In Grace Loh Prasad’s Longreads essay, “Uncertain Ground,” she realizes that mourning is complicated when home and homeland aren’t the same place.
My daughter was born in 2018. She’s an only child, and her cousins, who are much older and live four hours away, are hardly playmates. When she was a baby, we lived in a small town in California’s wine country; it lacked ethnic diversity, but we liked the slower pace and rural lifestyle. But we hadn’t made any real friends: people to text spontaneously for playdates, or to hang out and get a beer with. In fact, since we got married, we haven’t really made any new good friends as a couple. That has felt even more isolating as new parents.
We’ve spoken over the years about why that is: Are we too introverted? Are we not able to find people who share our interests? The answer to both is no. But it’s hard to make new friends as adults, and as individuals we miss our existing friends — across the U.S., the U.K., and other parts of the world — and would love to strengthen those relationships, especially friends who now also have kids. Geography, of course, makes this challenging, and these last several years, it’s been impossible.
Even before coming upon Prasad’s essay, I’d been thinking about the word “community.” We’ve moved seven times in 10 years, and have lived in four different homes with our 4-year-old daughter. We’ve now settled in Berkeley, have gotten acquainted with parents of her preschool friends, and live in a lively and diverse neighborhood that’s walkable and accessible to so much — community gardens, parks and playgrounds, free family-friendly events. Yet we still feel as socially adrift as before. But why? What are we really looking for?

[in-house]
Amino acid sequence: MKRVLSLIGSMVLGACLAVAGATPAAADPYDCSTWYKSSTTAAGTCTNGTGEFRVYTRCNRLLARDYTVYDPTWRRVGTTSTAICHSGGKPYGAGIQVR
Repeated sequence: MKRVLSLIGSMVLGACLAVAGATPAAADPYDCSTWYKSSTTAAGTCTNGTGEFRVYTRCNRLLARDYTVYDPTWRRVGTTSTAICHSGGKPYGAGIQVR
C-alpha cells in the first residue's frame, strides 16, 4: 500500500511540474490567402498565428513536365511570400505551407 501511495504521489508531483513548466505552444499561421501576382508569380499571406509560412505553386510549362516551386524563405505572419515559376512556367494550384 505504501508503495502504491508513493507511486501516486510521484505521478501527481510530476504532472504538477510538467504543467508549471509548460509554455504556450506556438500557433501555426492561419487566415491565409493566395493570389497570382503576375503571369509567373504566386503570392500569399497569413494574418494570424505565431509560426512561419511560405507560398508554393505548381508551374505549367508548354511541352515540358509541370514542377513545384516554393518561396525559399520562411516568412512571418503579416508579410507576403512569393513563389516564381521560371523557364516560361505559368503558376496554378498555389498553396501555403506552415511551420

Prasad reflects on raising a child without a family network, but also writes about a type of tight-knit community, beyond blood ties, that I’ve longed for.
I envy my friends who have healthy parents that live nearby, who have the ability to slip out for a spontaneous date night or to take off on a weeklong, kid-free vacation. How I wish we had occasional help that we didn’t have to pay for—something my friends take for granted—although it was never about the money. How I wish I had a sibling or cousin with children in the same city so that we could send our kids to the same school, share dinners and holidays, coordinate vacation plans, and so on. How I wish my son could grow up with a clan, a group of mothers and children traveling together through life like a pod of orcas, always looking out for each other, secure in their belonging to something bigger than a family of three.